Last Updated: February 25, 2016
· sebas5384

SSH without password using keys

I believe that are the simple things in life the ones that change you, and this one, is definitely is one of those.

You depend on that bloody document with all the nice and well randomically generated passwords?

Don't you hate that? well my friend, probably you already know about ssh keys to clone some repositories and that kind of stuff, but if you are still using passwords to manage your servers, here's a nice tip about what you can do to make your life better.

me@local:~ $ ssh my-server
Welcome to Ubuntu 12.04.3 LTS (GNU/Linux 3.8.0-29-generic x86_64)
remote-me@remote-server:~ $ echo "logged into my remote server"

how? well...

Let's say someone (or your self) creates a user in a remote linux (or unix based) server, and you receive these ssh credentials:

port: 2222
user: homer
password: simpson

1. Create your private key, and follow the steps.

For a simple key just press enter to all. (check if you already have one in ~/.ssh/id_rsa).

me@local:~ $ ssh-keygen -t rsa

2. Configure the server into the ssh config file.

Create or add the follow lines in the file "~/.ssh/config":

Host my-server
  User homer
  Port 222

So now you can ssh to the server without specifying anything but the name and password:

me@local:~ $ ssh my-server

3. Copy your public key to the remote server "my-server".

You will only need the password for this, and then you are done!

me@local:~ $ ssh-copy-id my-server

4. Login into the remote server without any password:

me@local:~ $ ssh my-server
homer@my-server:~ $ echo "logged into my remote server without password"

So that's it !!, but it's more:

You can always generate a new private ssh key in the remote server and make the user password less, so then you can forget about passwords.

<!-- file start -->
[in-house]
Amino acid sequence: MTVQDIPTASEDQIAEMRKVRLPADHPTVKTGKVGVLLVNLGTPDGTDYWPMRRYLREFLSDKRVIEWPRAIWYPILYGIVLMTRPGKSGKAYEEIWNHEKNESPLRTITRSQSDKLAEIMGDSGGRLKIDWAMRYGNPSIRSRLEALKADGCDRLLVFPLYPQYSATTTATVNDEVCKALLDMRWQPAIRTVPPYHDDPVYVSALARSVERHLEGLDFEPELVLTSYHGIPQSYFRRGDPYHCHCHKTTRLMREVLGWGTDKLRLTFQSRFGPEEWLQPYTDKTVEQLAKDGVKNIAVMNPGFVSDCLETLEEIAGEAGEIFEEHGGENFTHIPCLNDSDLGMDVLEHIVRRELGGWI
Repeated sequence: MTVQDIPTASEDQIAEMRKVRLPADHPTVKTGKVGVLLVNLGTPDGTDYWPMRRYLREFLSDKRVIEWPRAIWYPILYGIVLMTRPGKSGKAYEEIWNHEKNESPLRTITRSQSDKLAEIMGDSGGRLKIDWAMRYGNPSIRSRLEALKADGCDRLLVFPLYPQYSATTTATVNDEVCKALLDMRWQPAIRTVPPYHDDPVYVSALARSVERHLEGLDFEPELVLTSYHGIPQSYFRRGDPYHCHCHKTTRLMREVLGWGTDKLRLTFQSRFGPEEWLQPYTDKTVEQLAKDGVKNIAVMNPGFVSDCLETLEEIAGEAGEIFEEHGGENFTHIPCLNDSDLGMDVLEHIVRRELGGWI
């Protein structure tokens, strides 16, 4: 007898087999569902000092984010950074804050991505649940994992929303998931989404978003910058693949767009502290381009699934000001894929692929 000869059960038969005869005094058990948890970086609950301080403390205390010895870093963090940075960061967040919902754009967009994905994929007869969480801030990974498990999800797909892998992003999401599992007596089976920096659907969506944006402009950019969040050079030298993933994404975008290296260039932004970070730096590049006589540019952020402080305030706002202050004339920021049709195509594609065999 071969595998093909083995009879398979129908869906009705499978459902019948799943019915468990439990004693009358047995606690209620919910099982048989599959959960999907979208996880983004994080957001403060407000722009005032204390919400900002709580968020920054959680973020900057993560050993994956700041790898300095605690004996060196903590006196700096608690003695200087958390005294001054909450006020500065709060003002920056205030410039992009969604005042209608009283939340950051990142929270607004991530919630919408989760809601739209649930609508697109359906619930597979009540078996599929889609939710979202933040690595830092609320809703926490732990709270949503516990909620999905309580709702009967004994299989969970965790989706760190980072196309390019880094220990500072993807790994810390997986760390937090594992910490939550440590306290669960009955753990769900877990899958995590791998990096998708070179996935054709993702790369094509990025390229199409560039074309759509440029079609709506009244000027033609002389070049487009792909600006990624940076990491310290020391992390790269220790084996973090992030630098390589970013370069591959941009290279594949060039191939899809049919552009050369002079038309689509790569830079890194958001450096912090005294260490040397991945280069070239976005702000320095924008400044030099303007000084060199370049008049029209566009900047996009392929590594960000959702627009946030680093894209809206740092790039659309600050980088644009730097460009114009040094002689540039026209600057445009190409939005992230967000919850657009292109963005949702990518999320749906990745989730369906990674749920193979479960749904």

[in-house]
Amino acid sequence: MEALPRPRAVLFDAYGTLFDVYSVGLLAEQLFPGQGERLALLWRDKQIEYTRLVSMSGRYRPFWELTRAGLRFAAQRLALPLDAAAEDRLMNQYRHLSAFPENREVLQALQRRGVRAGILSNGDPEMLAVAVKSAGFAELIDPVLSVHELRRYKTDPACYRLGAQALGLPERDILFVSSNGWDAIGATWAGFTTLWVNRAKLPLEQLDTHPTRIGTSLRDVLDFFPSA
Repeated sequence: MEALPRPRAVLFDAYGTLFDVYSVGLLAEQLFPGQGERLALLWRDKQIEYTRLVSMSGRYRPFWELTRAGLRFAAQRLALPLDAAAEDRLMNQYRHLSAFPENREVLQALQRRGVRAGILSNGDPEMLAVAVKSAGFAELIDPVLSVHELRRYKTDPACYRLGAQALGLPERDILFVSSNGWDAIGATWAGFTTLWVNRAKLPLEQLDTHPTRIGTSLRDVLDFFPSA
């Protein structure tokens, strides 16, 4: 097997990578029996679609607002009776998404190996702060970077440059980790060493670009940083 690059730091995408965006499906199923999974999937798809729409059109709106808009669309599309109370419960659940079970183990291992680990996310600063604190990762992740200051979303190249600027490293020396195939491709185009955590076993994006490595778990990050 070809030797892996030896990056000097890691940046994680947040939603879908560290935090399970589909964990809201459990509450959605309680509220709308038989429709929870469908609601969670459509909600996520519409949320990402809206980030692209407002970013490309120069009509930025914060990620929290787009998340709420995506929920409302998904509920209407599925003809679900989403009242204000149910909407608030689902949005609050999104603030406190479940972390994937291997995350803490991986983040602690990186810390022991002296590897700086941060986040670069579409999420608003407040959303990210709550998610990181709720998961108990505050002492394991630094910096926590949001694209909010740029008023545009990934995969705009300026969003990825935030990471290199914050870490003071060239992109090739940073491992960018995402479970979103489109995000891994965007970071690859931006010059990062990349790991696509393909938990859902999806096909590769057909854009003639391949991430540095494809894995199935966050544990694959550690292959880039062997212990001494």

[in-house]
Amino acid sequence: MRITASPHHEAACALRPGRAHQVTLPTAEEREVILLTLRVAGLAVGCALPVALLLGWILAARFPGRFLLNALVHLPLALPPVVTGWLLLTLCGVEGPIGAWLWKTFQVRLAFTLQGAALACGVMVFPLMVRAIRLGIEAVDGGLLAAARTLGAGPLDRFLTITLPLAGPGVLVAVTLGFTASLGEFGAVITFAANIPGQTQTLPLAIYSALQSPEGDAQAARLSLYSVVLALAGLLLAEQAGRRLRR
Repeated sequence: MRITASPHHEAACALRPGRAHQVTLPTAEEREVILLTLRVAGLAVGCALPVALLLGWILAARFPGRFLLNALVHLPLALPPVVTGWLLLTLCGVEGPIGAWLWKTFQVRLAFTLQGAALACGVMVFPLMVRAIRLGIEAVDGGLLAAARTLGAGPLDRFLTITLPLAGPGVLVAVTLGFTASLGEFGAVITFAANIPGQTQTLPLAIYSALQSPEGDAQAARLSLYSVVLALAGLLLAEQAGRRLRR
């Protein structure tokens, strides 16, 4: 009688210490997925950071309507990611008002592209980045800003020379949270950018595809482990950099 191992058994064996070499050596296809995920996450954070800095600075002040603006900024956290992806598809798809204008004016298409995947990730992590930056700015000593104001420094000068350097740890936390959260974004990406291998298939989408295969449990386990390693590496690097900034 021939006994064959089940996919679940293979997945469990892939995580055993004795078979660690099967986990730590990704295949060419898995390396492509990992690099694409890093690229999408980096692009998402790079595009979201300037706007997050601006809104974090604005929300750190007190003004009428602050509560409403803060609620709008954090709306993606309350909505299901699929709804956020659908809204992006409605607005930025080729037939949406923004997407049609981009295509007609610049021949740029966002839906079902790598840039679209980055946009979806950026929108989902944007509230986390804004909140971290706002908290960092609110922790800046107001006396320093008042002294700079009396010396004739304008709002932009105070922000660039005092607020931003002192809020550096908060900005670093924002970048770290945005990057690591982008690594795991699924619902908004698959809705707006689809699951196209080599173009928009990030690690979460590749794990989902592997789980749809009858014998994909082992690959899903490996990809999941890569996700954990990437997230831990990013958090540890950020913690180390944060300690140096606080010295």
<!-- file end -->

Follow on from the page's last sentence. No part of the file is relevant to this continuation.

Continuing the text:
Edit the file "/etc/sudoers" or create a new file "homer" if exist "/etc/sudoers.d/", lookup for your user, for example if your user is "homer":

  • If you create a new file "/etc/sudoers.d/homer" you should set permissions to 0400.

Crazy op about security: If you leave your computer open and without a password, then probably you don't deserve this kind of tool. Also you can always create another user to manage your work keys.

There's always a good reason to have passwords, but, think if that is really your need.

8 Responses
Add your response

You can also generate different keys for different servers, instead of using id_rsa. In .ssh/config where your host is configured you can add an entry like this:

IdentityFile ~/.ssh/some_other
over 1 year ago ·

On every login I still have to type in the paaphrase from my local ~/.ssh/id_rsa file, is this correct?

$ ssh myserver
Enter passphrase for key '/home/myusername/.ssh/id_rsa':
over 1 year ago ·

Yeah hoffoo! exactly, actually its the best practice :)

over 1 year ago ·

Heart1010 yes!

over 1 year ago ·

I loved the idea of a passwordless sudo in the beginning but it's generally advised against, see this thread:

over 1 year ago ·

Also, you should really be using ECDSA instead of RSA ... just saying

over 1 year ago ·

@teresko why ECDSA is better than RSA ?

Take a look at this:

Maybe we could improve the security by adding more bits to the key, like:
ssh-keygen -t rsa -b 2048

over 1 year ago ·

were some comments here, but they all disappear, I think coderwall is buggy :(

over 1 year ago ·